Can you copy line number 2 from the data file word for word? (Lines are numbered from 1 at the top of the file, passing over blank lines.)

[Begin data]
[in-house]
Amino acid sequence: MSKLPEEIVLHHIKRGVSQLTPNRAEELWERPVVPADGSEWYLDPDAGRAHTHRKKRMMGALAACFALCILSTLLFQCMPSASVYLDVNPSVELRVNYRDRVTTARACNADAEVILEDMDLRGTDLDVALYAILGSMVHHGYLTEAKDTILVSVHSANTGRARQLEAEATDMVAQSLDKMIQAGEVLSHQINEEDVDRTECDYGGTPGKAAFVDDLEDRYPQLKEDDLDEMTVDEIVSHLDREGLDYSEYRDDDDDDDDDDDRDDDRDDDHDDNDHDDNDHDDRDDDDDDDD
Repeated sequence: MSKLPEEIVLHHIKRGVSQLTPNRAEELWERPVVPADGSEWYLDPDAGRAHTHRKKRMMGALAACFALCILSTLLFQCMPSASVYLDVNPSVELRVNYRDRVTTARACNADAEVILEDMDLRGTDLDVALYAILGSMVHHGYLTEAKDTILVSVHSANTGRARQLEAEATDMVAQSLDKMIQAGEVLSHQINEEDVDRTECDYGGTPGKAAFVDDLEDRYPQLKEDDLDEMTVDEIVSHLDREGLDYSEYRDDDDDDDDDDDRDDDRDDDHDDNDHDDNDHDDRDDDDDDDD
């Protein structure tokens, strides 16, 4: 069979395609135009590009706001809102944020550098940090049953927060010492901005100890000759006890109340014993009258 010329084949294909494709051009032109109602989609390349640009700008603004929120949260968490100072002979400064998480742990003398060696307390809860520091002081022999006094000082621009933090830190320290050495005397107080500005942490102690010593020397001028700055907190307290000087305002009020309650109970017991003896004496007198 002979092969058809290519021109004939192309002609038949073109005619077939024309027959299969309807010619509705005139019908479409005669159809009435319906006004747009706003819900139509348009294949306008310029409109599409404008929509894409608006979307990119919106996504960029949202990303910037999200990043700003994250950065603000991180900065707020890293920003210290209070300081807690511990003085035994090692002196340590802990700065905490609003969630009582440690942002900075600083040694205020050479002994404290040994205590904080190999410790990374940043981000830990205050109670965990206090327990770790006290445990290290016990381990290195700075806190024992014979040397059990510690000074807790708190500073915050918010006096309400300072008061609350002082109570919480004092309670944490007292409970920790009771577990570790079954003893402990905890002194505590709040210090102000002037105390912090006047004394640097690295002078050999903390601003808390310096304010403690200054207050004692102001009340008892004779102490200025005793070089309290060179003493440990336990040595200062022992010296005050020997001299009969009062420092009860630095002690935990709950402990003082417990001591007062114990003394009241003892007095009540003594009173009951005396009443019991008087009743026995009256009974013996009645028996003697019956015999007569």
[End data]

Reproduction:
Amino acid sequence: MSKLPEEIVLHHIKRGVSQLTPNRAEELWERPVVPADGSEWYLDPDAGRAHTHRKKRMMGALAACFALCILSTLLFQCMPSASVYLDVNPSVELRVNYRDRVTTARACNADAEVILEDMDLRGTDLDVALYAILGSMVHHGYLTEAKDTILVSVHSANTGRARQLEAEATDMVAQSLDKMIQAGEVLSHQINEEDVDRTECDYGGTPGKAAFVDDLEDRYPQLKEDDLDEMTVDEIVSHLDREGLDYSEYRDDDDDDDDDDDRDDDRDDDHDDNDHDDNDHDDRDDDDDDDD